We report of a 75-year-old patient with stroke-like presentation, where cerebral imaging led to the diagnosis of a massive arteriovenous malformation (AVM) of the whole left hemisphere. We suggest considering AVM as a differential diagnosis in patients with symptoms of acute stroke despite age and, in the absence of contraindications, in this setting to obtain MRI or CT angiography of the brain.
In patients with symptoms of acute stroke, diagnostic measures do not have to be taken only to exclude hemorrhagic stroke. Arteriovenous malformation (AVM) is an etiology that can mimic acute ischemic or hemorrhagic stroke. In view of that, computed tomography (CT) angiography of the brain has to be obtained, as cranial CT without angiography could lead to intravenous fibrinolysis. In patients with AVM, who have an elevated risk of intracerebral bleeding, this could lead to fatal outcome.
A 75-year-old patient was assigned to our emergency department with acute onset aphasia and reduced strength in the right arm and leg. Clinical examination showed a right sided hemiparesis and hemihypesthesia, a neglect to the right and global aphasia. The tendon reflexes were brisk. Furthermore, orientation was impaired. Suspected diagnosis was ischemic stroke with possible epileptic component due to myoclonia in the upper extremities of the patient. Intravenous diazepam was administered.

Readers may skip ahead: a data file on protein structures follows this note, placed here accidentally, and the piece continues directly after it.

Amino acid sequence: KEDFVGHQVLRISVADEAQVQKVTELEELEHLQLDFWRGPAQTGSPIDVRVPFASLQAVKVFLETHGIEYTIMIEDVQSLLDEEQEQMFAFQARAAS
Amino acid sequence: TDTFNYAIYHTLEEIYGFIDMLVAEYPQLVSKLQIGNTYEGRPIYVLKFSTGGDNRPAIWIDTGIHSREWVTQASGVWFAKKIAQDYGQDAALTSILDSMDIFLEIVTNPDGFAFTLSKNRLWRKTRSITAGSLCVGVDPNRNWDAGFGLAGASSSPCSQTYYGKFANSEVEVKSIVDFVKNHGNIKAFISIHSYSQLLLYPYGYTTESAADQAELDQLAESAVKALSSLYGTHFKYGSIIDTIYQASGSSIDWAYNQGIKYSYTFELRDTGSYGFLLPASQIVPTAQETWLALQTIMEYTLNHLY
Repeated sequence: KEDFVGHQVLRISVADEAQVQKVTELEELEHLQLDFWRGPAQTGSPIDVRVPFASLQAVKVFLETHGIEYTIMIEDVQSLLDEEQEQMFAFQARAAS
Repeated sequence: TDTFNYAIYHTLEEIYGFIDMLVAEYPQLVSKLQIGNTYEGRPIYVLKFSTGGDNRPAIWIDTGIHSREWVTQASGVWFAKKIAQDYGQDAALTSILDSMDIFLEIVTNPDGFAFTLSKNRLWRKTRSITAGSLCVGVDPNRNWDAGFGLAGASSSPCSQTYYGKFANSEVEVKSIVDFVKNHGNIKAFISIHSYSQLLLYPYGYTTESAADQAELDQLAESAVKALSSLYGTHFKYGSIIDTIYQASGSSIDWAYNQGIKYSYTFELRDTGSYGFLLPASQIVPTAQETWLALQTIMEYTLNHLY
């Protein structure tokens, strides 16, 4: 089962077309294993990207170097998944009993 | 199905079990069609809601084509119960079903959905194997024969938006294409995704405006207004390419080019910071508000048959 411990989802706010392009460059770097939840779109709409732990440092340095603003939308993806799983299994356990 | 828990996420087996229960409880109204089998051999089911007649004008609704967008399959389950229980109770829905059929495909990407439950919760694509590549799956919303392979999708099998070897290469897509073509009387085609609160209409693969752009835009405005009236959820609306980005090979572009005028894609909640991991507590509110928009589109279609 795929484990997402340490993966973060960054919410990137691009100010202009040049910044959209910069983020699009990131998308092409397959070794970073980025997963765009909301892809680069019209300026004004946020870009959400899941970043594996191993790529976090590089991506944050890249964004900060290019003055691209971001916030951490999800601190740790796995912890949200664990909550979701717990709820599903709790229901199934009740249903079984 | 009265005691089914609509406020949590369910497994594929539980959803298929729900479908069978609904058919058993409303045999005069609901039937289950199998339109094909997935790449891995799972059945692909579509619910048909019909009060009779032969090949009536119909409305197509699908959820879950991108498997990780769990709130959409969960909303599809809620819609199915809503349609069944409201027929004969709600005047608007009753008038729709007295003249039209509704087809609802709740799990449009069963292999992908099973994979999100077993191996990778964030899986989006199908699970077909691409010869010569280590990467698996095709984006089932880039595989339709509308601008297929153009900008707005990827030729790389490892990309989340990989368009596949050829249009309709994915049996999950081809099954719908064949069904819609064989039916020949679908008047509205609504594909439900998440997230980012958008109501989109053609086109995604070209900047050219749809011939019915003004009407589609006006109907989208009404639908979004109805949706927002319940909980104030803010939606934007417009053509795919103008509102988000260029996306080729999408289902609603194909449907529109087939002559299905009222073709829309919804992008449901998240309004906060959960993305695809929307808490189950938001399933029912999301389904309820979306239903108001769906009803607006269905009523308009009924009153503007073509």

His medical history revealed resection of urothelial carcinoma without relapse, chronic renal insufficiency, diabetes mellitus type 2, and peripheral and coronary artery disease with quadruple aorto-coronary bypass several years previously.
CT angiography of the brain and neck was performed, showing unexpected, in consideration of the patient’s age, massive AVM of the left hemisphere with drainage to the superior sagittal sinus (Fig. 1). There were no signs of cerebral ischemia or bleeding. According to these findings, the planned fibrinolysis was cancelled due to the high risk of intracerebral bleeding.
The patient was transferred to the ICU. An electroencephalogram (Fig. 2) showed alpha activity on the right, epileptic focus with rhythmic delta activity, and several suspected epileptic discharges frontotemporal and frontocentral on the left. No status epilepticus could be detected. An anti-epileptic therapy with levetiracetam was started and subsequently sensory as well as motor deficits and aphasia disappeared.
The next day, MRI was carried out, confirming a huge AVM of the whole left hemisphere. The nidus was suspected in the left visual cortex with perifocal gliosis as an expression of a chronic steal phenomenon and eventual pseudoaneurysm in the left-sided basal ganglia (Fig. 3, 4). Blood supply was provided by the posterior cerebral artery and M1 branch of the middle cerebral artery. No tumors were detected. Progressive aneurismatic dilatation within the AVM was postulated as the cause of the acute onset of symptoms.